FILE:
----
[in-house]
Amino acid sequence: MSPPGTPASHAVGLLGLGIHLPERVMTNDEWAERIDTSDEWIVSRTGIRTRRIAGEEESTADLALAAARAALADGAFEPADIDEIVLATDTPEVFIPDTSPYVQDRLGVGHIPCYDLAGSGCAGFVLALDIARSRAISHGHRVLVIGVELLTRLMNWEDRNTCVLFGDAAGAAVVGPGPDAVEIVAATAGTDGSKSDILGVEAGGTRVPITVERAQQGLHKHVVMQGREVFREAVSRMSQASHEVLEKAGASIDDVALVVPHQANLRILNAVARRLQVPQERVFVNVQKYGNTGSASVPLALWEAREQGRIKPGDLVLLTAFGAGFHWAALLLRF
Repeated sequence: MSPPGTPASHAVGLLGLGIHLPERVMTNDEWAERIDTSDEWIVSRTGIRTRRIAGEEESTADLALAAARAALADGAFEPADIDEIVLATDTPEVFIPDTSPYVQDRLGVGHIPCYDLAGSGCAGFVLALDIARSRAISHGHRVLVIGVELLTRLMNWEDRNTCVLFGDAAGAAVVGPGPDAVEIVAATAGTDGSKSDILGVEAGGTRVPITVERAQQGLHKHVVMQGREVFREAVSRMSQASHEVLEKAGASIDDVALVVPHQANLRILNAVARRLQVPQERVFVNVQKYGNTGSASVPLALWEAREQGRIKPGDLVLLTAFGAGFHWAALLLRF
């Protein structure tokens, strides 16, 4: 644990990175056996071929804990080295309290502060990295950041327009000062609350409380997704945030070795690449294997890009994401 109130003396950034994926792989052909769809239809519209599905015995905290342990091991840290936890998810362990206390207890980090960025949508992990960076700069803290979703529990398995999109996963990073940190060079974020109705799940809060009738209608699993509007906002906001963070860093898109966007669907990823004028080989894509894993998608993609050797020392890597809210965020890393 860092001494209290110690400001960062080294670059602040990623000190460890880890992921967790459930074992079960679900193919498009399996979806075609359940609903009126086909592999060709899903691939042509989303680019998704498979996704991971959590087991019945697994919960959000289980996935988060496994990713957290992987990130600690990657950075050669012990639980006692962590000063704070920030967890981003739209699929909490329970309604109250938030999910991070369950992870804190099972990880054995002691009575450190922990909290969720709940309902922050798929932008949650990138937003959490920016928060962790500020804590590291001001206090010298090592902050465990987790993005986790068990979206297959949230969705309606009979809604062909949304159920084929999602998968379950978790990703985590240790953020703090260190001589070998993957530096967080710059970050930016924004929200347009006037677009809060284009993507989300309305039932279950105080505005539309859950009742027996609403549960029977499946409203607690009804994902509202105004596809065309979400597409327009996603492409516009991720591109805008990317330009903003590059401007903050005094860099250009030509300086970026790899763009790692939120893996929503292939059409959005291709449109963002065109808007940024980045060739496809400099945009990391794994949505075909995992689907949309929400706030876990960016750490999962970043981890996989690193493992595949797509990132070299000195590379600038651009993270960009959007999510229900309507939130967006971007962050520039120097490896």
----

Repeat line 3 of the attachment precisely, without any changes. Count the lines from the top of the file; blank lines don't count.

Repeated sequence: MSPPGTPASHAVGLLGLGIHLPERVMTNDEWAERIDTSDEWIVSRTGIRTRRIAGEEESTADLALAAARAALADGAFEPADIDEIVLATDTPEVFIPDTSPYVQDRLGVGHIPCYDLAGSGCAGFVLALDIARSRAISHGHRVLVIGVELLTRLMNWEDRNTCVLFGDAAGAAVVGPGPDAVEIVAATAGTDGSKSDILGVEAGGTRVPITVERAQQGLHKHVVMQGREVFREAVSRMSQASHEVLEKAGASIDDVALVVPHQANLRILNAVARRLQVPQERVFVNVQKYGNTGSASVPLALWEAREQGRIKPGDLVLLTAFGAGFHWAALLLRF